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Black Lamb

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Now in its 14th year of publication, this magazine was created to offer the discerning reader a stimulating selection of excellent original writing. Black Lamb Review is a literate rather than a literary publication. Regular columns by writers in a variety of geographic locations and vocations are supplemented by features, reviews, articles on books and authors, and a selection of “departments,” including an acerbic advice column and a lamb recipe.

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A Week in Literary History

November 11th, 2002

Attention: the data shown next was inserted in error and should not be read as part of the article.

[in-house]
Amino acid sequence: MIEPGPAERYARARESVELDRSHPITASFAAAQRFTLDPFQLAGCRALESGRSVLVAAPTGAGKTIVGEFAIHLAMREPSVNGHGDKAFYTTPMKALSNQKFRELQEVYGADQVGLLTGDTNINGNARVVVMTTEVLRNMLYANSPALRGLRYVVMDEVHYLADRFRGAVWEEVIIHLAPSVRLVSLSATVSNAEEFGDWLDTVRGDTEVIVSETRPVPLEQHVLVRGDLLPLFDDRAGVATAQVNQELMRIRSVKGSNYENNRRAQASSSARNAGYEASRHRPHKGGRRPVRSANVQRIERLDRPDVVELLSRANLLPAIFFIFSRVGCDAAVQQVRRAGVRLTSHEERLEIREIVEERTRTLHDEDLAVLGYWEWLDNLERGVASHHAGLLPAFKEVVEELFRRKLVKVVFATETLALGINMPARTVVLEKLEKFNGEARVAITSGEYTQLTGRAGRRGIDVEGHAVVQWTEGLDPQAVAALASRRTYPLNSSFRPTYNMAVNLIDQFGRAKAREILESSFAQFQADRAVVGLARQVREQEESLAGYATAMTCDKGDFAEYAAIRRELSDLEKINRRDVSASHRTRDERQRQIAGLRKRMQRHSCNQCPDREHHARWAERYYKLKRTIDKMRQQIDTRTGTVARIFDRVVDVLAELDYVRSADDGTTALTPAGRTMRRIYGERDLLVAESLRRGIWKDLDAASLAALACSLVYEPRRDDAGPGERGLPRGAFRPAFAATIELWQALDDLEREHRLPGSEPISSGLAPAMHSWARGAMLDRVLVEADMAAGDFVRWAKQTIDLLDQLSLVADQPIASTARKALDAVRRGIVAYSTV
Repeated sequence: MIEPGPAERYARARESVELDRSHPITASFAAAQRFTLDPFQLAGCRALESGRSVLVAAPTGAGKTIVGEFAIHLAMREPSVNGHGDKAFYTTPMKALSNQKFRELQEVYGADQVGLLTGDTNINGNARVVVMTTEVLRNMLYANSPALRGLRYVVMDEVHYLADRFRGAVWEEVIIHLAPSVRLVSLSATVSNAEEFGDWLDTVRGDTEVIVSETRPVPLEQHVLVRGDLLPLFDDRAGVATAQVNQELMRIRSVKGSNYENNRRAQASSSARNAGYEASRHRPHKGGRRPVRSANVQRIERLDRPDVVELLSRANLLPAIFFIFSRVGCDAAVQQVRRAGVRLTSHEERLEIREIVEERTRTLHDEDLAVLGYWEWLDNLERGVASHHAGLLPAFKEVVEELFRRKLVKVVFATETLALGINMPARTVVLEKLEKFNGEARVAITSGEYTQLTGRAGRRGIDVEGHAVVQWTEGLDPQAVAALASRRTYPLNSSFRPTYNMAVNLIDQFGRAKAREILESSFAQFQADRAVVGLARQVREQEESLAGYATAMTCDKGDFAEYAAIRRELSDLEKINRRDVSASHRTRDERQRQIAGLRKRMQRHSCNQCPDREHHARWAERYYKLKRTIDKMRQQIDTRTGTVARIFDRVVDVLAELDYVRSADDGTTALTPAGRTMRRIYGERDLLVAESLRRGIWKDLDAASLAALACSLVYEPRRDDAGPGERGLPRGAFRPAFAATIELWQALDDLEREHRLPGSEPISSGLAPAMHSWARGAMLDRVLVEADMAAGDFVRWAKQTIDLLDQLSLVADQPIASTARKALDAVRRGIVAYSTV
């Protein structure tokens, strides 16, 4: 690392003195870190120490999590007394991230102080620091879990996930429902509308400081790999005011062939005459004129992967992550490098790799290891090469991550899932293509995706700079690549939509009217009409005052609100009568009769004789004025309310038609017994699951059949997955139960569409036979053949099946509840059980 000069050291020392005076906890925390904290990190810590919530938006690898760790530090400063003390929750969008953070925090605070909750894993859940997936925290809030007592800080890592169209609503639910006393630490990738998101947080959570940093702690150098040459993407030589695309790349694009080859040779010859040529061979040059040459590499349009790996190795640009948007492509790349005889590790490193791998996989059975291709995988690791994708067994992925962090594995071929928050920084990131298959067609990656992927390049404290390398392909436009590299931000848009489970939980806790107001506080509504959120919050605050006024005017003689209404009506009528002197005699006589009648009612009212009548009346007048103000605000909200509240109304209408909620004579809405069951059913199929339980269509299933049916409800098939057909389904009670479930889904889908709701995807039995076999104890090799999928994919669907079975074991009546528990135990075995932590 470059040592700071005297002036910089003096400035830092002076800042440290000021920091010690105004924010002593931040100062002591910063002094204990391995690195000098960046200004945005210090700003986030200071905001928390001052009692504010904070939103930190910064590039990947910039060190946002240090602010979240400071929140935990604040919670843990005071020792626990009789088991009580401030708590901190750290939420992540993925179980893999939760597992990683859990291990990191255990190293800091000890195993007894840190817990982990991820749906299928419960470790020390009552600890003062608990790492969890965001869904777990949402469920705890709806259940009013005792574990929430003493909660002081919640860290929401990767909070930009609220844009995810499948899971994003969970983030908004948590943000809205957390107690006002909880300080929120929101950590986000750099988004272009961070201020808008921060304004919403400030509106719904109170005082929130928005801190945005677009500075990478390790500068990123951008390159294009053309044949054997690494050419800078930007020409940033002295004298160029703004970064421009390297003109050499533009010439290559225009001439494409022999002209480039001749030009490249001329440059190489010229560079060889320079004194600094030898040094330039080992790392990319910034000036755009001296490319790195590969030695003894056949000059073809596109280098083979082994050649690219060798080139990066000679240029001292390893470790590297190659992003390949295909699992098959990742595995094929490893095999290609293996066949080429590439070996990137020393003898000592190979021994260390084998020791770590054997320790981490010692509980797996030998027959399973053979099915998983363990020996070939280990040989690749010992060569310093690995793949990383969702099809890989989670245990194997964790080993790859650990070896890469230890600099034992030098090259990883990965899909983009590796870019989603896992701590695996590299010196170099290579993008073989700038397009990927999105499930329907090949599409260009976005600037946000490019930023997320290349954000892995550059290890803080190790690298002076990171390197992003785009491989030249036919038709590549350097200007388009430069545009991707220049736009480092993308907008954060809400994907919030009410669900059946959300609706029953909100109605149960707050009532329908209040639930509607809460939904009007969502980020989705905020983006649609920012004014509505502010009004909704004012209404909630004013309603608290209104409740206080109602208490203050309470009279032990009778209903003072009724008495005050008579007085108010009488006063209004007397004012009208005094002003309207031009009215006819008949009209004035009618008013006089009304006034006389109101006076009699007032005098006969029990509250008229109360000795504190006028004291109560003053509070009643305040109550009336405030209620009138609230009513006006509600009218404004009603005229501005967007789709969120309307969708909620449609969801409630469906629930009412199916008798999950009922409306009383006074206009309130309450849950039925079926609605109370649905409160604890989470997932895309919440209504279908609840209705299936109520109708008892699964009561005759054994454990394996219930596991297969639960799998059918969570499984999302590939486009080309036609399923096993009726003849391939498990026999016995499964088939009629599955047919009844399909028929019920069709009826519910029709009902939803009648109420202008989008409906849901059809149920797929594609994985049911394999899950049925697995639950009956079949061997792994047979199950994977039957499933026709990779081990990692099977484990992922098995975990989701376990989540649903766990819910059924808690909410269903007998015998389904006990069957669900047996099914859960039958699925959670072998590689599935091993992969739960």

Russian novelist Fyodor Dostoevsky (Crime and Punishment, 1886) is born in Moscow in 1821.

dostoevsky.jpgFyodor Mikhailovich Dostoevsky, b. November 11, 1821 d. 1881

Dostoevsky has his detractors, most notably Vladimir Nabokov, who had no taste for his countryman’s religious enthusiasms and thought his novels sentimental. But Dostoevsky wrote on a huge scale; his excesses are part of the deal and his preoccupation with psychology is unparalleled. His characters — quarreling, agonizing, rushing about, philosophizing, and always talking talking talking — are fascinating. Their craziness — even their author’s — is the stuff of humanity, presented by a giant of literature.

Suggested Reading Novels Notes from the House of the Dead, 1861-62. Notes from Underground, 1864. The Gambler, 1866. Crime and Punishment, 1866. The Idiot, 1868. The Possessed, 1871-72. The Brothers Karamazov, 1879-80.

Posted by: The Editors
Category: A Week in Literary History, Books and Authors | Link to this Entry

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